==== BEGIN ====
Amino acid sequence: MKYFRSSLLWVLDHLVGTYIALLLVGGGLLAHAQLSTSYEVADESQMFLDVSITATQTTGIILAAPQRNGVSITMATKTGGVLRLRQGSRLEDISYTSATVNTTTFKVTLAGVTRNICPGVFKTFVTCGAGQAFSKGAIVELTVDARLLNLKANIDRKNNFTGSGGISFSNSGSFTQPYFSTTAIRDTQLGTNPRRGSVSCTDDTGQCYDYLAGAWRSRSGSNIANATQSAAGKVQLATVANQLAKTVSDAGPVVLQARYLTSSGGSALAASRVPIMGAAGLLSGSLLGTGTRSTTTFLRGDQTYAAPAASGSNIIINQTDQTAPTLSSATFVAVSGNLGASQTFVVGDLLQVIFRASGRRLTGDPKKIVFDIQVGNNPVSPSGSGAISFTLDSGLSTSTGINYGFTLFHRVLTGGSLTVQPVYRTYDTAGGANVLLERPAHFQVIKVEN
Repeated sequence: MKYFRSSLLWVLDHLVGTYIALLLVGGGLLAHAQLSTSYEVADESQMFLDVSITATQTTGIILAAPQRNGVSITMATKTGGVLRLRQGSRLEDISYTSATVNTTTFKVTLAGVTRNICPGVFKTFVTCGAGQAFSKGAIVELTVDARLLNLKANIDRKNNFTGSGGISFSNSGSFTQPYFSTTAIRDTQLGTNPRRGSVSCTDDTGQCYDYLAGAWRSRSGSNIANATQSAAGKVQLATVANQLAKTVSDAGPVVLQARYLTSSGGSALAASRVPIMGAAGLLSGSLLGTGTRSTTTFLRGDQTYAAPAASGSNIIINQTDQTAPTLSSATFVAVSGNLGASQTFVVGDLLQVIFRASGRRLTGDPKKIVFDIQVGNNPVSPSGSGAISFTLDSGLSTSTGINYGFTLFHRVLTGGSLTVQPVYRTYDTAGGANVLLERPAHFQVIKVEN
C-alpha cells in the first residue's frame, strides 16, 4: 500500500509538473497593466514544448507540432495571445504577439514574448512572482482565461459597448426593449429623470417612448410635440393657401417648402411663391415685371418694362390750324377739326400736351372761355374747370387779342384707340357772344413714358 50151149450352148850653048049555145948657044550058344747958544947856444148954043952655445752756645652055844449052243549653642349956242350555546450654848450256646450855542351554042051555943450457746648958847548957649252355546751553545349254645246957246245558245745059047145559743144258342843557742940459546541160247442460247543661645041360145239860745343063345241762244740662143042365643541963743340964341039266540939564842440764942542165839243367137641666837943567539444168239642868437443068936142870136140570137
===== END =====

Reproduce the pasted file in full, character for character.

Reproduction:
Amino acid sequence: MKYFRSSLLWVLDHLVGTYIALLLVGGGLLAHAQLSTSYEVADESQMFLDVSITATQTTGIILAAPQRNGVSITMATKTGGVLRLRQGSRLEDISYTSATVNTTTFKVTLAGVTRNICPGVFKTFVTCGAGQAFSKGAIVELTVDARLLNLKANIDRKNNFTGSGGISFSNSGSFTQPYFSTTAIRDTQLGTNPRRGSVSCTDDTGQCYDYLAGAWRSRSGSNIANATQSAAGKVQLATVANQLAKTVSDAGPVVLQARYLTSSGGSALAASRVPIMGAAGLLSGSLLGTGTRSTTTFLRGDQTYAAPAASGSNIIINQTDQTAPTLSSATFVAVSGNLGASQTFVVGDLLQVIFRASGRRLTGDPKKIVFDIQVGNNPVSPSGSGAISFTLDSGLSTSTGINYGFTLFHRVLTGGSLTVQPVYRTYDTAGGANVLLERPAHFQVIKVEN
Repeated sequence: MKYFRSSLLWVLDHLVGTYIALLLVGGGLLAHAQLSTSYEVADESQMFLDVSITATQTTGIILAAPQRNGVSITMATKTGGVLRLRQGSRLEDISYTSATVNTTTFKVTLAGVTRNICPGVFKTFVTCGAGQAFSKGAIVELTVDARLLNLKANIDRKNNFTGSGGISFSNSGSFTQPYFSTTAIRDTQLGTNPRRGSVSCTDDTGQCYDYLAGAWRSRSGSNIANATQSAAGKVQLATVANQLAKTVSDAGPVVLQARYLTSSGGSALAASRVPIMGAAGLLSGSLLGTGTRSTTTFLRGDQTYAAPAASGSNIIINQTDQTAPTLSSATFVAVSGNLGASQTFVVGDLLQVIFRASGRRLTGDPKKIVFDIQVGNNPVSPSGSGAISFTLDSGLSTSTGINYGFTLFHRVLTGGSLTVQPVYRTYDTAGGANVLLERPAHFQVIKVEN
C-alpha cells in the first residue's frame, strides 16, 4: 500500500509538473497593466514544448507540432495571445504577439514574448512572482482565461459597448426593449429623470417612448410635440393657401417648402411663391415685371418694362390750324377739326400736351372761355374747370387779342384707340357772344413714358 50151149450352148850653048049555145948657044550058344747958544947856444148954043952655445752756645652055844449052243549653642349956242350555546450654848450256646450855542351554042051555943450457746648958847548957649252355546751553545349254645246957246245558245745059047145559743144258342843557742940459546541160247442460247543661645041360145239860745343063345241762244740662143042365643541963743340964341039266540939564842440764942542165839243367137641666837943567539444168239642868437443068936142870136140570137